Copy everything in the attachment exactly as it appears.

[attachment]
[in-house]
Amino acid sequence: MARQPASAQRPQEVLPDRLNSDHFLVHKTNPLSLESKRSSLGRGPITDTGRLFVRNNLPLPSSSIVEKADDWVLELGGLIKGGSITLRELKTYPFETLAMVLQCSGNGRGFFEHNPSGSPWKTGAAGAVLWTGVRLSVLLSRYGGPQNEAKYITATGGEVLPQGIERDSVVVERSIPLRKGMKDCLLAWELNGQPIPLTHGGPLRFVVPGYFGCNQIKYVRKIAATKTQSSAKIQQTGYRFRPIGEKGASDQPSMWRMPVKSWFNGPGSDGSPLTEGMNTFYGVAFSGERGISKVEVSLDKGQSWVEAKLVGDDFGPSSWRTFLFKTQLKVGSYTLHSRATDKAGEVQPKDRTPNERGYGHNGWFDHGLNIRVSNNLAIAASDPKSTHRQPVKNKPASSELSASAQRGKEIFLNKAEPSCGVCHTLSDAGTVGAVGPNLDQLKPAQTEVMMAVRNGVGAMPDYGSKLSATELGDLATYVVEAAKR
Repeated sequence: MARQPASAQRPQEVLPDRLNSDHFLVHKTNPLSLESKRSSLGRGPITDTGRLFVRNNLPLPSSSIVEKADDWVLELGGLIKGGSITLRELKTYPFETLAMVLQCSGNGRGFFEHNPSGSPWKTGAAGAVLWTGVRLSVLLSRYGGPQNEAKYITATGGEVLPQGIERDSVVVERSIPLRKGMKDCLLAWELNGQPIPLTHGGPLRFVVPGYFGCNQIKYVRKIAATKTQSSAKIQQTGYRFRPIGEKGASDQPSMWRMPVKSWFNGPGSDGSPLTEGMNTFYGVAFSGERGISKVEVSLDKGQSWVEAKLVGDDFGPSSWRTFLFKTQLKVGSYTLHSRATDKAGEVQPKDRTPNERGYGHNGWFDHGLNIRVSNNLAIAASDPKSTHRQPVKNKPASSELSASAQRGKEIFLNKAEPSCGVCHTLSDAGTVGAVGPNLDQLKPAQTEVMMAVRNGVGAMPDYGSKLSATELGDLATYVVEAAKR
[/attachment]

[in-house]
Amino acid sequence: MARQPASAQRPQEVLPDRLNSDHFLVHKTNPLSLESKRSSLGRGPITDTGRLFVRNNLPLPSSSIVEKADDWVLELGGLIKGGSITLRELKTYPFETLAMVLQCSGNGRGFFEHNPSGSPWKTGAAGAVLWTGVRLSVLLSRYGGPQNEAKYITATGGEVLPQGIERDSVVVERSIPLRKGMKDCLLAWELNGQPIPLTHGGPLRFVVPGYFGCNQIKYVRKIAATKTQSSAKIQQTGYRFRPIGEKGASDQPSMWRMPVKSWFNGPGSDGSPLTEGMNTFYGVAFSGERGISKVEVSLDKGQSWVEAKLVGDDFGPSSWRTFLFKTQLKVGSYTLHSRATDKAGEVQPKDRTPNERGYGHNGWFDHGLNIRVSNNLAIAASDPKSTHRQPVKNKPASSELSASAQRGKEIFLNKAEPSCGVCHTLSDAGTVGAVGPNLDQLKPAQTEVMMAVRNGVGAMPDYGSKLSATELGDLATYVVEAAKR
Repeated sequence: MARQPASAQRPQEVLPDRLNSDHFLVHKTNPLSLESKRSSLGRGPITDTGRLFVRNNLPLPSSSIVEKADDWVLELGGLIKGGSITLRELKTYPFETLAMVLQCSGNGRGFFEHNPSGSPWKTGAAGAVLWTGVRLSVLLSRYGGPQNEAKYITATGGEVLPQGIERDSVVVERSIPLRKGMKDCLLAWELNGQPIPLTHGGPLRFVVPGYFGCNQIKYVRKIAATKTQSSAKIQQTGYRFRPIGEKGASDQPSMWRMPVKSWFNGPGSDGSPLTEGMNTFYGVAFSGERGISKVEVSLDKGQSWVEAKLVGDDFGPSSWRTFLFKTQLKVGSYTLHSRATDKAGEVQPKDRTPNERGYGHNGWFDHGLNIRVSNNLAIAASDPKSTHRQPVKNKPASSELSASAQRGKEIFLNKAEPSCGVCHTLSDAGTVGAVGPNLDQLKPAQTEVMMAVRNGVGAMPDYGSKLSATELGDLATYVVEAAKR